|Publication number||US4930145 A|
|Application number||US 07/232,498|
|Publication date||May 29, 1990|
|Filing date||Aug 15, 1988|
|Priority date||Aug 15, 1988|
|Publication number||07232498, 232498, US 4930145 A, US 4930145A, US-A-4930145, US4930145 A, US4930145A|
|Inventors||Karl F. Sherwin, Manfred D. Boehm|
|Original Assignee||General Electric Company|
|Export Citation||BiBTeX, EndNote, RefMan|
|Patent Citations (7), Referenced by (22), Classifications (13), Legal Events (4)|
|External Links: USPTO, USPTO Assignment, Espacenet|
The present invention relates to X-ray diagnostic imaging systems and more particularly to the systems' regulation of the X-ray exposure.
Conventional X-ray imaging equipment has a vacuum tube which when electrically excited emits X-rays. This tube includes a filament to heat the cathode of the tube to an operating temperature. Once at this temperature, a high d.c. voltage is applied across an anode and a cathode resulting in an electron beam bombarding the anode to produce X-ray emission. The X-ray tube can be electrically modeled as a variable resistor, the resistance of which being a function of the temperature of the tube's filament, and therefore the filament current. Within the filament's operating temperature range, the emission current flowing between the anode and the cathode, and hence the X-ray emission, is proportional to the filament current.
Because of the hazards associated with overexposure to X-rays, as well as the need to control the exposure for accurate imaging purposes, it is necessary to closely regulate the X-ray emission. One previous method of accomplishing this regulation involved continuously comparing the actual anode-to-cathode voltage to a reference level and varying the filament current, based on the result of the comparison, until the desired voltage was achieved. The feedback loop contained an amplifier, in the filament current supply, having its gain controlled by the voltage comparison. In an improved version of this method, the filament current also was sensed continuously to produce a feedback signal which controlled the amount of current applied to the filament.
This type of exposure regulation suffers from the relatively long thermal time constant of the filament which prevents rapid control of the high voltage across the anode and cathode of the tube. Furthermore, as each X-ray tube has slightly different characteristics, one cannot accurately provide a fixed compensation for variation of the anode-to-cathode excitation voltage. In addition, some X-ray exposures may be so short in duration that the exposure does not last beyond the initial period when conventional regulation is inaccurate.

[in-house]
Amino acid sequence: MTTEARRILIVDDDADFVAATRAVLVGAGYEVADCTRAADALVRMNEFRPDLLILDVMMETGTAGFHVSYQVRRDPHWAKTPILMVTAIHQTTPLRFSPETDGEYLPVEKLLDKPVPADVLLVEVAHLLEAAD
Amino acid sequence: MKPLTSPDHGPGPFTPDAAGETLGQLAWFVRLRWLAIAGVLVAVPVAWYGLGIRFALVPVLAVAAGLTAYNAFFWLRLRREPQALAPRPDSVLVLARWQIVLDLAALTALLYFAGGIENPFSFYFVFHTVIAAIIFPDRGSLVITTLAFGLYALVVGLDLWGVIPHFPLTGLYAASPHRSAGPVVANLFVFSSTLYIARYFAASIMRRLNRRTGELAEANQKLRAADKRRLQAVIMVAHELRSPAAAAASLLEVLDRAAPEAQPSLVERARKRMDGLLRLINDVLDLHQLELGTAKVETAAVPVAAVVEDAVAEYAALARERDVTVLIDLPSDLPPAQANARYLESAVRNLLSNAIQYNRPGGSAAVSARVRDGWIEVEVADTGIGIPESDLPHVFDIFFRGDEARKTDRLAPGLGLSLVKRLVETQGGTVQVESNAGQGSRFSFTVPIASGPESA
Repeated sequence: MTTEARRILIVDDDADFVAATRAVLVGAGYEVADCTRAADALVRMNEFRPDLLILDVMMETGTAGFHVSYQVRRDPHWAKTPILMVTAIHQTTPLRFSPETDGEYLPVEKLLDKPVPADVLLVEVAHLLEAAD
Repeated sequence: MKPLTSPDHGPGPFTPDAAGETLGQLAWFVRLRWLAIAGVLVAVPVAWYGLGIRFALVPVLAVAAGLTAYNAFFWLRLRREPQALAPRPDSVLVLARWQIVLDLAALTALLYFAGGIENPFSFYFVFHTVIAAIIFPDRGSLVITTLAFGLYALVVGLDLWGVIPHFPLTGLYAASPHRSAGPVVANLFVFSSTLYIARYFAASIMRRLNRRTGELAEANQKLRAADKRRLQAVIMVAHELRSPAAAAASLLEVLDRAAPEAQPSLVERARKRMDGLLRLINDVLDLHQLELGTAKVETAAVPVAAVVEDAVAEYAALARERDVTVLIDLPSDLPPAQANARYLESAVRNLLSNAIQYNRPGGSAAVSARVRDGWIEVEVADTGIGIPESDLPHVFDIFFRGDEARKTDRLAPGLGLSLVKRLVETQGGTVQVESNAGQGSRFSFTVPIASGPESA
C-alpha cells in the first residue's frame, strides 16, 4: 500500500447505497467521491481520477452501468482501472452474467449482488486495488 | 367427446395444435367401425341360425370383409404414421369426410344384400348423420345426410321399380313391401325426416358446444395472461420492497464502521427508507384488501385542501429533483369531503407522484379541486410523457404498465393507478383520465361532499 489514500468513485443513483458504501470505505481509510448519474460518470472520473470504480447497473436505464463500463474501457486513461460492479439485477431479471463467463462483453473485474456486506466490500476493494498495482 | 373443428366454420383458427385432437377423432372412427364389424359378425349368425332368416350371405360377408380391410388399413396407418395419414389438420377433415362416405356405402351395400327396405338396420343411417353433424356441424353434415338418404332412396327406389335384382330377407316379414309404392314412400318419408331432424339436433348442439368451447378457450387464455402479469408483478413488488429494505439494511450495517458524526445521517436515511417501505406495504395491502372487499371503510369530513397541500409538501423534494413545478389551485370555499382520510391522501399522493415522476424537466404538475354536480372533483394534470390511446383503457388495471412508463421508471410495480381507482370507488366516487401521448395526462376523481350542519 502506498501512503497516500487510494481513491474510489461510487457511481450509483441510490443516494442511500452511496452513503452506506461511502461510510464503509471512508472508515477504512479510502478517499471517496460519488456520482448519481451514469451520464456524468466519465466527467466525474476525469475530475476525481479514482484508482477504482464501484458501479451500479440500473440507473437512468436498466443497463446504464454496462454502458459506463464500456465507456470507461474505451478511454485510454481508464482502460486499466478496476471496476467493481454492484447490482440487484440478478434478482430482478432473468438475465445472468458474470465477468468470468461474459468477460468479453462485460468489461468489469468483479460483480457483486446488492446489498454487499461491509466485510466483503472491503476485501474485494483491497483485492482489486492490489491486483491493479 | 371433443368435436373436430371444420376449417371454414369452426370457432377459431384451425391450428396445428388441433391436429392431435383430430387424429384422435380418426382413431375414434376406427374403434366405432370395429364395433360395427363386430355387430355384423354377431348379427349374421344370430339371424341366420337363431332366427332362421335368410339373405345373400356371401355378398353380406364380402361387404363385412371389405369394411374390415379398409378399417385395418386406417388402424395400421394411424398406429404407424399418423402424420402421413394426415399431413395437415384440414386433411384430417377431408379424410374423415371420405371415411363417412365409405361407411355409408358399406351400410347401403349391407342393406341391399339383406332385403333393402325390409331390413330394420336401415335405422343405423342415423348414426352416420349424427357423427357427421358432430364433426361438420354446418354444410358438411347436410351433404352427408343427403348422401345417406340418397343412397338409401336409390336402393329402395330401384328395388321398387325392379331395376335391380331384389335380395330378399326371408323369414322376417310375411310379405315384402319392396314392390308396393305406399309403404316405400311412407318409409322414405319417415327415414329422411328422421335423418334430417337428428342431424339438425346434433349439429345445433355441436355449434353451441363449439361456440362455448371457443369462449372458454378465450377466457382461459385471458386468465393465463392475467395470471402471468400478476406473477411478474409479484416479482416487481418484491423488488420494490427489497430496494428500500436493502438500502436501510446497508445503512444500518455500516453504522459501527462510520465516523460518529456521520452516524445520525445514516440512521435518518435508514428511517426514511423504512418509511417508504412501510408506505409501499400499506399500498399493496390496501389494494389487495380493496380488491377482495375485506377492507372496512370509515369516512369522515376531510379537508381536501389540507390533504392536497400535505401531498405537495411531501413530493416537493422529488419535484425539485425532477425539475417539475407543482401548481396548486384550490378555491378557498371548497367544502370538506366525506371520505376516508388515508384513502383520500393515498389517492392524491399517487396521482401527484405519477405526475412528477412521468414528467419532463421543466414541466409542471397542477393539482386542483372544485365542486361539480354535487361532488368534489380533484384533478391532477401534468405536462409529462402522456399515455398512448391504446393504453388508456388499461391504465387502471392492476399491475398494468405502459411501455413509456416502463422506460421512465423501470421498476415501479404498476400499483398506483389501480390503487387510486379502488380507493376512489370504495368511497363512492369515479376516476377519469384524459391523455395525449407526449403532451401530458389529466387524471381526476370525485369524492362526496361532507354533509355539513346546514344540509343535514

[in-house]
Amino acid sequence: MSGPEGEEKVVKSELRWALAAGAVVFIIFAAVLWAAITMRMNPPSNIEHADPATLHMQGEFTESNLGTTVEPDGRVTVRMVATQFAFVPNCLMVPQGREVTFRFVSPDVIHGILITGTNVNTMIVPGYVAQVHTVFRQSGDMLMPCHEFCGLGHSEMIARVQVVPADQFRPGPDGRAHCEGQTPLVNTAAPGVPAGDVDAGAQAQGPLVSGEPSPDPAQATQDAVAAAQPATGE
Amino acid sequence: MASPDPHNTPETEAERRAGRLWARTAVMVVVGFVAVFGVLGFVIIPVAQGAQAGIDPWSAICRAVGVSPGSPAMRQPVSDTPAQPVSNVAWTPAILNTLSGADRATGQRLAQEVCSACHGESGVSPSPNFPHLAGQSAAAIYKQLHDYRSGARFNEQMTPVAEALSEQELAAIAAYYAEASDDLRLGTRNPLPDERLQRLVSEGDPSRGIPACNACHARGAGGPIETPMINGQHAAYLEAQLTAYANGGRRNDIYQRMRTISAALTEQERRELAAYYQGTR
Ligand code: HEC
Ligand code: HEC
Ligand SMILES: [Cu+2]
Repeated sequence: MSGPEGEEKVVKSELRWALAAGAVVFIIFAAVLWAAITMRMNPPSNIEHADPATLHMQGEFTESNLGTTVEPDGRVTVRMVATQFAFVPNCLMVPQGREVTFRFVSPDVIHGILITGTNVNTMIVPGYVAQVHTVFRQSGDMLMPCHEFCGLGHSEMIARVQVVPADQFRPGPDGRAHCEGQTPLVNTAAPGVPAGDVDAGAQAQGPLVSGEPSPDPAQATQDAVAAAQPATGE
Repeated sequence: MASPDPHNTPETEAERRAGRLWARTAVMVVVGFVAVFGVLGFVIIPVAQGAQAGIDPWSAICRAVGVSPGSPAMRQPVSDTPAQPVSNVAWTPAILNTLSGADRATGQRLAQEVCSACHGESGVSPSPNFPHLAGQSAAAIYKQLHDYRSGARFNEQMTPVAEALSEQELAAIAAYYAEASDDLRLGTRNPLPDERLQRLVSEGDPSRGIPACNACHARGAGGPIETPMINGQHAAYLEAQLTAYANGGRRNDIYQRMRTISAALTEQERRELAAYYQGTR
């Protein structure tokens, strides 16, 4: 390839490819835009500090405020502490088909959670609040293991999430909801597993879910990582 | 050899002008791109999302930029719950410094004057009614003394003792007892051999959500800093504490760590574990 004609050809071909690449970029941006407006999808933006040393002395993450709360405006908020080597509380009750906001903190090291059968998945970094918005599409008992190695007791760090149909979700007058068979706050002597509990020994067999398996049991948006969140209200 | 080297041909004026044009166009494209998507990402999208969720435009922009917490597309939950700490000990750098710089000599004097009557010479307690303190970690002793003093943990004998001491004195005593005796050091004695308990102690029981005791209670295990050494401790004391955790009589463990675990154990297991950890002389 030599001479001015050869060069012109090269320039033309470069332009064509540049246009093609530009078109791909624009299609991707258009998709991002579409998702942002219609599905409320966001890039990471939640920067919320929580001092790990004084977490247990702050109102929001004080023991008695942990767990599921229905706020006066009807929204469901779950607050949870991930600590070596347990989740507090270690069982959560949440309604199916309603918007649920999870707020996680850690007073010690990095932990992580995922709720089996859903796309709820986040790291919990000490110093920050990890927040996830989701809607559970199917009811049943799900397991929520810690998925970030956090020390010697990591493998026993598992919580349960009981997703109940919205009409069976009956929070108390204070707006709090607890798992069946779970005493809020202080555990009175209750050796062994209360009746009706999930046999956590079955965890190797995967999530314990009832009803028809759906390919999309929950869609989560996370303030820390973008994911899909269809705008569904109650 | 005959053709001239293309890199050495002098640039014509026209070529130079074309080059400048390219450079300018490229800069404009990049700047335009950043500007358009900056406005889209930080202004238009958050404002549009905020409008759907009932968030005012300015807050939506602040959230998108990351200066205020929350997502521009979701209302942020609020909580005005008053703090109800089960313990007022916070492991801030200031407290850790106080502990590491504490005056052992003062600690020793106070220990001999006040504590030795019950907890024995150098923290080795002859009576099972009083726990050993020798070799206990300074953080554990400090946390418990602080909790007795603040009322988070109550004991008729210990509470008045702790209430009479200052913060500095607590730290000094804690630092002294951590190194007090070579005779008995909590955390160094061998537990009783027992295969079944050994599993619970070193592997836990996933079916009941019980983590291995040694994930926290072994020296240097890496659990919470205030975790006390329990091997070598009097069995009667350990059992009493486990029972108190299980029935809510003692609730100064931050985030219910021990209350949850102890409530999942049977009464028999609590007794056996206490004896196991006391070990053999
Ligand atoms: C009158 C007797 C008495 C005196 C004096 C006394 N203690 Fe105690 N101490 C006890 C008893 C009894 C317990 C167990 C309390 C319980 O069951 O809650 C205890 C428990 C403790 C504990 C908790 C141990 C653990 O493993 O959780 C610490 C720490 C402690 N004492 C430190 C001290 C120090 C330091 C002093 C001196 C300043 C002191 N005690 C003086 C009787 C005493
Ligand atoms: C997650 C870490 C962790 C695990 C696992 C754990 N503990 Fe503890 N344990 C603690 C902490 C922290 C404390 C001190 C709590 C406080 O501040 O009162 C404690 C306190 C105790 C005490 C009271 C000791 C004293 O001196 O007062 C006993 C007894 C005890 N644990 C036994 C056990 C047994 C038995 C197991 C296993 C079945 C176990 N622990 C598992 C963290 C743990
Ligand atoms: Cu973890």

An X-ray diagnostic imaging apparatus includes a vacuum tube which is capable of emitting X-rays upon excitation, a source of a high excitation voltage potential, and a source of filament current for the tube. The present invention involves a novel apparatus and method for regulating the filament current applied to the tube and as a result for controlling the emission of X-rays from the tube.
The regulator for accomplishing this result has a first mechanism for comparing the actual filament current to a predefined reference current value. A second mechanism compares the actual excitation voltage applied to the tube to a predefined reference voltage value. In the typical imaging apparatus in which this regulator can be used, the X-ray technician selects the tube excitation voltage for the exposure which thereby defines corresponding filament current and excitation voltage reference values to be employed. The regulator controls the filament current during an initial period of the exposure in response to only the first mechanism for comparing. Thereafter, for the remainder of the exposure, the regulation of the filament current is substantially in response to the second mechanism for comparing.
The general object of the present invention is to provide a means for controlling an X-ray exposure by regulating the filament current applied to the X-ray generating tube.
A more specific object is to accomplish the regulation during an initial period of the exposure by comparing the actual filament current to a known reference level and during a second period of the exposure by comparing the actual anode-to-cathode voltage to another reference level. Both reference levels are determined by the selected excitation voltage for the exposure.